WSUV researcher studies climate, drought
She connects dots between climatic events and famine amid rising global temperatures The world’s most catastrophic drought and subsequently deadly famine of the last 800 years was less than a century and a half ago.
“The book talks about famine and social-political factors — mostly the causes and consequences of the famine; we got interested in the role of climate conditions in causing this famine,” Singh said.
Understanding that information will help scientists eventually predict the when and how of severe future droughts of such widespread and prolonged endurance, she said.
What’s more, they’ll be able to understand how those droughts impact societies and their effects on the global food supply.
They began research that led to the Oct. 4 publication of a paper in the Journal of Climate, completing work that Singh had continued working on after arriving at WSU Vancouver in June.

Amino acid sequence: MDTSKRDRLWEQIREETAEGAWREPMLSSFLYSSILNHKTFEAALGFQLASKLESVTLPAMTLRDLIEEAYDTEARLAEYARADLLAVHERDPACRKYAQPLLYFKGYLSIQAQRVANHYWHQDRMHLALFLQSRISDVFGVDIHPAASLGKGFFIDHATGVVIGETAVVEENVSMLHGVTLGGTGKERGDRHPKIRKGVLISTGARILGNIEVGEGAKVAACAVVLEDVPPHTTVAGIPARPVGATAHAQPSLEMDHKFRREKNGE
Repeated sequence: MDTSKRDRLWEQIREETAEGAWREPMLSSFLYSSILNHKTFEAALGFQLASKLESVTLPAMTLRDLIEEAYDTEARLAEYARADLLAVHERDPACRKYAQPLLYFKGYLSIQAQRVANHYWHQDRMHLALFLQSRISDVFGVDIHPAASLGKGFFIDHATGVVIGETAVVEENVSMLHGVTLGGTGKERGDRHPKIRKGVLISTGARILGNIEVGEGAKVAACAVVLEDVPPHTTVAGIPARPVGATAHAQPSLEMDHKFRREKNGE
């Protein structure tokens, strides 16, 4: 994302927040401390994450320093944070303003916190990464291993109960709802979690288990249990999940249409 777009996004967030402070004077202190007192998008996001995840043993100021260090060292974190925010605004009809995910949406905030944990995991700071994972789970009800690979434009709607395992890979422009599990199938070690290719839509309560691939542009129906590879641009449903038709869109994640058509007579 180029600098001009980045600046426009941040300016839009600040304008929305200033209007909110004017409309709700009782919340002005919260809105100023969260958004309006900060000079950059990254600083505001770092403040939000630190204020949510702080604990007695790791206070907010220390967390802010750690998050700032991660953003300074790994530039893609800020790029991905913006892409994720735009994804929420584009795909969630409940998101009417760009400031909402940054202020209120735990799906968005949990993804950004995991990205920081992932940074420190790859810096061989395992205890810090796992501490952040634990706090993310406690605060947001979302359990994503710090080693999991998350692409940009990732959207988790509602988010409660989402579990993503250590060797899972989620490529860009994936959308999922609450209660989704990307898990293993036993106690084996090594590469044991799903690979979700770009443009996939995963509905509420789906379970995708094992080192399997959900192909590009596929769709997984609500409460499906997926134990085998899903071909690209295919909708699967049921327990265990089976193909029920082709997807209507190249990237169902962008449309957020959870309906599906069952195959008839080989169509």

But El Niño, even an extremely powerful one, cannot affect the entire globe.
However, in 1876 through 1878, that extremely powerful El Niño occurred just as two other extreme climatic events took place, collectively creating the conditions for global starvation.
The same three conditions actually have happened again in the same way as the Great Drought, in 1997 through 1998, but not to the same level of severity.
While the much of the rest of the world —Australia, Brazil, North Africa, Southeast Asia — were in the grips of a dire drought in the late 1870s, the Pacific Northwest was immersed in an extremely wet period.
If history is any teacher, it could be severe.